by Sheren Javdan
August 29, 2014
A sole proprietorship is the most simple business form out there. A sole proprietorship is owned and operated by the same individual who has the sole authority to make any and all decisions regarding the business.
Sole proprietorships provide business owners some financial advantages. Sole proprietorship owners do not incur the same costs generally associated with forming a business entity. Since businesses, with one owner, are sole proprietorships by default, owning one is free.
In addition, owners of sole proprietorships are allowed to report all incomes and expenses derived from their business on their individual tax returns. Sole proprietorship owners are not legally required to report separate tax reports for their business, rather, they can report all profits and losses as part of their individual report. This advantage saves business owners on costs associated with accounting and filing taxes.
Although continuing business as a sole proprietorship seems attractive at first glance, there are many disadvantages associated with it as well. Before starting business as a sole proprietorship, consider the following:
The most obvious and devastating risk associated with a sole proprietorship is being held personally liable for all losses and debts incurred by the business. Because a sole proprietorship does not separate owners from their businesses, sole proprietorship owners are entitled to directly claim all the profit the business generates. However, this singularity generates a huge liability issue.
By being held personally liable for all losses and debts incurred, the owner of a sole proprietorship will be held personally responsible for any legal issues arising out of the business. Any and all debts incurred by the business will be satisfied from a business owner’s personal accounts. These issues can include any acts committed by employees of the business.
Examples of liability issues include creditor claims against the business owner, default judgments against the business owner, breaches of contracts and even tortious acts committed by the owner and/or his or her employees.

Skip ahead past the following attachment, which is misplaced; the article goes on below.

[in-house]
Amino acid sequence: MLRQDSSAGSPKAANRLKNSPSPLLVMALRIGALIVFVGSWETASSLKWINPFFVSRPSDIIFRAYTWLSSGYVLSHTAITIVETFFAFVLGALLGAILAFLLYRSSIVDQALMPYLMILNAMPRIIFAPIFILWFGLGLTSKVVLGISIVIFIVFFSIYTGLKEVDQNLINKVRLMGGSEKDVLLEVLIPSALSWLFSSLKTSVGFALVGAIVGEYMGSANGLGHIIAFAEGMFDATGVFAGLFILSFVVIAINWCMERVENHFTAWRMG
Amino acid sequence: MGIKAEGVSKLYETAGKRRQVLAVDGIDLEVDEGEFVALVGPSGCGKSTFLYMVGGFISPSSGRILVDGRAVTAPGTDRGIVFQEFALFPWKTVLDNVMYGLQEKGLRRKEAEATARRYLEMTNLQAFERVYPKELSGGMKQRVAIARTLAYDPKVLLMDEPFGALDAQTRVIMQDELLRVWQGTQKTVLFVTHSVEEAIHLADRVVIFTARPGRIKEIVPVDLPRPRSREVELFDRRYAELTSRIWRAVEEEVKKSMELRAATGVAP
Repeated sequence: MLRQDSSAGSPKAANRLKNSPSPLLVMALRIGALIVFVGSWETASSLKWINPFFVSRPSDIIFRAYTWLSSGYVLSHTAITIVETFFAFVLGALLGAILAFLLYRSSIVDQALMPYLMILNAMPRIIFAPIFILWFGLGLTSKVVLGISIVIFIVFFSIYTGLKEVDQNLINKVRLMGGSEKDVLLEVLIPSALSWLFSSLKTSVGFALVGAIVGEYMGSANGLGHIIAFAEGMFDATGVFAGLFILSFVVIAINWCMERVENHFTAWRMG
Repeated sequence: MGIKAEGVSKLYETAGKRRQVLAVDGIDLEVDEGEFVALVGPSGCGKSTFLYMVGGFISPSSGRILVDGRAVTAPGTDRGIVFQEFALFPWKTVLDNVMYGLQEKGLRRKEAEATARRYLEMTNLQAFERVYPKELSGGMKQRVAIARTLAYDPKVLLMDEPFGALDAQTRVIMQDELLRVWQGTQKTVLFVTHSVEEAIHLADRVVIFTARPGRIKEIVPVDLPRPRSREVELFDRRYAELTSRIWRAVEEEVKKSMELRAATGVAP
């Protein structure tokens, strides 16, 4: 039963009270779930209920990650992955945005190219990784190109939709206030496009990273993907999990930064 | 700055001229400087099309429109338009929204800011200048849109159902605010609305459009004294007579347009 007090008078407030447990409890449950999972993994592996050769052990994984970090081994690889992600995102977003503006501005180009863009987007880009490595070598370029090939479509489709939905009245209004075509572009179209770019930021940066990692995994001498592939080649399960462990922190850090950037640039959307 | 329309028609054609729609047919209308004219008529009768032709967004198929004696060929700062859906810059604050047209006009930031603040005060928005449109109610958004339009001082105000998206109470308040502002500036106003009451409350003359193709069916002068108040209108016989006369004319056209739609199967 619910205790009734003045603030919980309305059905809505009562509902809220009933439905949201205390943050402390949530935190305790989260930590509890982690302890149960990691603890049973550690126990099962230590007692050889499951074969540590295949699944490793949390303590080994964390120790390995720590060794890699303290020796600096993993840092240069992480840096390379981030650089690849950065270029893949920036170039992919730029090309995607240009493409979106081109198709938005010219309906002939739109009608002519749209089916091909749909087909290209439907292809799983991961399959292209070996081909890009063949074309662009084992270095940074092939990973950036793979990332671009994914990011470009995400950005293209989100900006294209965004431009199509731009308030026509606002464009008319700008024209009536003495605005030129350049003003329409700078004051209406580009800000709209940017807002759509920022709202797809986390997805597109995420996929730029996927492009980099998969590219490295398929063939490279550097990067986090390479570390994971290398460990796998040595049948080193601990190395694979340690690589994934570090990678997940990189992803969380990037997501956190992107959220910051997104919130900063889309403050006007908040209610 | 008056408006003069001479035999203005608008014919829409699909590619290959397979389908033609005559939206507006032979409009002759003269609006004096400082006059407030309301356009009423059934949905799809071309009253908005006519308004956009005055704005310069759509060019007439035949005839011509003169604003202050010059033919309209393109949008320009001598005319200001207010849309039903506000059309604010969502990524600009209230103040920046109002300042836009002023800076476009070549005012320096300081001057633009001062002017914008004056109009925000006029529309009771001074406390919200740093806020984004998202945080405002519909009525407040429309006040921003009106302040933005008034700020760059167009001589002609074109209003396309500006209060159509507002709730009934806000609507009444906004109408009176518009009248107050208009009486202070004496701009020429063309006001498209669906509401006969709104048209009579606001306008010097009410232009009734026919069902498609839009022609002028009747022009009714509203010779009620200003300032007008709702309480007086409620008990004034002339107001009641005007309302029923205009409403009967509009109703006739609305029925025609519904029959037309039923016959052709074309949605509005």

Although purchasing proper insurance policies may offer limited protection, there is no substitute for properly forming your business into either a corporation or LLC. Some legal issues arise out of conduct that will never be covered by any insurance policy, exposing business owners to major liability issues.
Business owners who own a sole proprietorship are subject to “pass-through” taxation and are required to report all business profits and losses on their personal income tax return. Therefore, the business itself is not taxed separately. All profits derived from the business “pass-through” the business onto owners’ individual tax returns.
For tax purposes, profits are defined as total income minus business expenses, period. There is no exception made for any income not withdrawn from the business account. Therefore, business owners must still pay taxes on any money remaining in the business bank account.
In addition, the sole proprietor must pay taxes Social Security and Medicare, known as self-employment taxes, on all profits derived from the company. However, because a corporation maintains a sense of autonomy from the business, a corporation owner may carve out a designated “salary” and required to only pay taxes on his or her “salary” and bonuses. The corporation is then responsible to pay taxes on the remainder of the business profits.
Similar to all other businesses however, sole proprietorship owners may deduct ordinary business expenses on their tax returns. These expenses include money spent on company advertising, traveling for the benefit of the business, meals and entertainment. In addition, sole proprietorship owners may deduct costs associated with running and operating the business.
Individuals who do not have deep pockets or have poor credit histories are less likely to receive funding from investors or banks. Many investors are hesitant to invest any money into a sole proprietorship, while banks are hesitant to lend them money. This is because rather than basing their decision on a corporation or LLC’s professional reputation, the banks and investors must rely solely on an individual’s merit.
In addition, because sole proprietorships do not issue stocks or other investment tools like corporations and LLCs do, it is difficult for business owners to raise capital for their business.
Unlike other business structures, sole proprietorships do not survive their owners. Meaning, when a business owner passes, becomes ill or incapacitated, the business dies as well.
Upon death all the business assets are liquidated and transferred into the business owner’s estate. All the profits are then equally distributed among the beneficiaries. As a result, the beneficiaries suffer a huge tax burden relating to inheritance and estate taxes.
Individuals interested in starting a new business should consider all the benefits and detriments of conducting business as an LLC, corporation or sole proprietorship. It is highly recommended to consult a professional before deciding how to successfully operate your new business.